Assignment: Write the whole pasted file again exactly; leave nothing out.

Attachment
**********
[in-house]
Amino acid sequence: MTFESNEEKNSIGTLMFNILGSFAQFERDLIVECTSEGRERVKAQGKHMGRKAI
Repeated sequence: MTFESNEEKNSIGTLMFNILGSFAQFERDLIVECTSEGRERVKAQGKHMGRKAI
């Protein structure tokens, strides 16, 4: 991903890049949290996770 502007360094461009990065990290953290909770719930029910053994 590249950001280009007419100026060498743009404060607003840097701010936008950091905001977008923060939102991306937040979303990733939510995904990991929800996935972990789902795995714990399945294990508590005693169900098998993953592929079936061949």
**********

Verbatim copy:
[in-house]
Amino acid sequence: MTFESNEEKNSIGTLMFNILGSFAQFERDLIVECTSEGRERVKAQGKHMGRKAI
Repeated sequence: MTFESNEEKNSIGTLMFNILGSFAQFERDLIVECTSEGRERVKAQGKHMGRKAI
């Protein structure tokens, strides 16, 4: 991903890049949290996770 502007360094461009990065990290953290909770719930029910053994 590249950001280009007419100026060498743009404060607003840097701010936008950091905001977008923060939102991306937040979303990733939510995904990991929800996935972990789902795995714990399945294990508590005693169900098998993953592929079936061949």